The problem is especially severe in Central Africa and South Asia, where up to 30% of children get too little protein from their diet.
Certain people in developed countries are also at risk. This includes people who follow an imbalanced diet, as well as institutionalized older people and hospitalized patients.
While true protein deficiency is uncommon in the Western world, some people get very low amounts from their diet.
Too little protein may cause changes in body composition that develop over a long period of time, such as muscle wasting.
The most severe form of protein deficiency is known as kwashiorkor. It most often occurs in children in developing countries where famine and imbalanced diets are common.
Protein deficiency can affect almost all aspects of body function. As a result, it is associated with many symptoms.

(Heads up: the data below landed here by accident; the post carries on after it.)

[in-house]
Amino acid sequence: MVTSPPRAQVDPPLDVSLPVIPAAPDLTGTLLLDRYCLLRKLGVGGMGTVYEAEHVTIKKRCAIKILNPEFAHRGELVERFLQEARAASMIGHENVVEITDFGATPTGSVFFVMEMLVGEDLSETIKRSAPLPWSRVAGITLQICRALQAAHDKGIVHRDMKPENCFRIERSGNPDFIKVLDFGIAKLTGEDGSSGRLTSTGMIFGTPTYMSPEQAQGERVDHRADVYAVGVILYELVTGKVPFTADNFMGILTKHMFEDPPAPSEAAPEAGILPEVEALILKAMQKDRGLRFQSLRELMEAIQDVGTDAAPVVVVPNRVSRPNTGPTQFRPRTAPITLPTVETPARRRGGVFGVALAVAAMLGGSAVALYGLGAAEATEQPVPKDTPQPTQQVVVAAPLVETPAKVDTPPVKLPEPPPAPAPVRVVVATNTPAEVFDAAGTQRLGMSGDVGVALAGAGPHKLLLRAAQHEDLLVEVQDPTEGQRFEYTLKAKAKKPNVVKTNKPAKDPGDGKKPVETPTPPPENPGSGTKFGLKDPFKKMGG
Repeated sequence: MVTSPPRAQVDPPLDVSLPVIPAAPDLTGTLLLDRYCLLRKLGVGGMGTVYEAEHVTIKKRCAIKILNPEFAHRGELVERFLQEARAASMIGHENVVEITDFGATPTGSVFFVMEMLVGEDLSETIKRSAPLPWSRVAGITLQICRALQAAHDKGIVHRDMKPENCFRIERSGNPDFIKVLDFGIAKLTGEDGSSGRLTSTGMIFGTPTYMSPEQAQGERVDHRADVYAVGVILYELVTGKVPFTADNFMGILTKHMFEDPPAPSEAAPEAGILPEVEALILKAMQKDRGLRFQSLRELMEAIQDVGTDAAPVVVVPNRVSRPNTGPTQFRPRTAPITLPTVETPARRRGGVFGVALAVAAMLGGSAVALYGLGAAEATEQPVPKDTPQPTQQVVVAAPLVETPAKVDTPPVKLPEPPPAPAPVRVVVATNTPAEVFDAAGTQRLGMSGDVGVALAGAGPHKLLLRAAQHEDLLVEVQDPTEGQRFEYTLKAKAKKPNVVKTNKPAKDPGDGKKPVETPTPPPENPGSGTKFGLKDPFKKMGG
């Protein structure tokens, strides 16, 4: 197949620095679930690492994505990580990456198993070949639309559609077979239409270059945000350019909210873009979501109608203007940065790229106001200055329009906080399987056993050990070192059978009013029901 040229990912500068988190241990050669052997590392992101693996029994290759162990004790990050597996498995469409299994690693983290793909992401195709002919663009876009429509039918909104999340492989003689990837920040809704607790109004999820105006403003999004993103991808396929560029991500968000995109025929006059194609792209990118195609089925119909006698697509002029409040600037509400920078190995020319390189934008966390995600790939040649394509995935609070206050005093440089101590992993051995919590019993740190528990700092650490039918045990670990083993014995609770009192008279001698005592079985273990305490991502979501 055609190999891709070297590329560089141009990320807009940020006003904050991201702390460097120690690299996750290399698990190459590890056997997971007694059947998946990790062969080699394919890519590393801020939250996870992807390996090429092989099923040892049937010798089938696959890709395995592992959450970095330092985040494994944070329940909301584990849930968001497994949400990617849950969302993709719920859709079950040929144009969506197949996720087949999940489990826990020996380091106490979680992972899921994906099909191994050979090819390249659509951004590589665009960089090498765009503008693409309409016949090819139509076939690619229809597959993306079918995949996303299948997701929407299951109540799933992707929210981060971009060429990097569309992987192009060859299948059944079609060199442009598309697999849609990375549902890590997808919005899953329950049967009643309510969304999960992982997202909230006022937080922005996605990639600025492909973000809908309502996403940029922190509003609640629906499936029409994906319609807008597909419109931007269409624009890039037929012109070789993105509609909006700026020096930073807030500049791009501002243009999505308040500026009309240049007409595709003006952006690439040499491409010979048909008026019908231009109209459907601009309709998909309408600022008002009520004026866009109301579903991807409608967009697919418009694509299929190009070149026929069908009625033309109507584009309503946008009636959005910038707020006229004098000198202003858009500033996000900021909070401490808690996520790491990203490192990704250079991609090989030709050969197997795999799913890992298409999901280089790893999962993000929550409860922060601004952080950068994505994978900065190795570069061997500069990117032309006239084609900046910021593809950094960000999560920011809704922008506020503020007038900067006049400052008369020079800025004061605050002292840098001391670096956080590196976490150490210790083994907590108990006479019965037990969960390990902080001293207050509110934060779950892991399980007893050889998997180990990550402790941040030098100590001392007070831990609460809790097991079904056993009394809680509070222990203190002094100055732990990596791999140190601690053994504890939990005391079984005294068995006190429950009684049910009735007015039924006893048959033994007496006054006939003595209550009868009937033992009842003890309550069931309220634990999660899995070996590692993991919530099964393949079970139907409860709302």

Some of these symptoms may start to occur even when protein deficiency is marginal. They are listed below, along with some typical symptoms of kwashiorkor.


Edema, which is characterized by swollen and puffy skin, is a classic symptom of kwashiorkor.
Scientists believe it is caused by low amounts of human serum albumin, which is the most abundant protein in the liquid part of blood, or blood plasma.
One of albumin’s main functions is to maintain oncotic pressure — a force that draws fluid into the blood circulation. In this way, albumin prevents excessive amounts of fluid from accumulating in tissues or other body compartments.
Because of reduced human serum albumin levels, severe protein deficiency leads to lower oncotic pressure. As a result, fluid accumulates in tissues, causing swelling.
For the same reason, protein deficiency may lead to fluid build-up inside the abdominal cavity. A bloated belly is a characteristic sign of kwashiorkor.
Keep in mind that edema is a symptom of severe protein deficiency, which is unlikely to happen in developed countries.

Fatty liver

Another common symptom of kwashiorkor is a fatty liver, or fat accumulation in liver cells.
Left untreated, the condition may develop into fatty liver disease, causing inflammation, liver scarring and potentially liver failure.
Fatty liver is a common condition in obese people, as well as those who consume a lot of alcohol.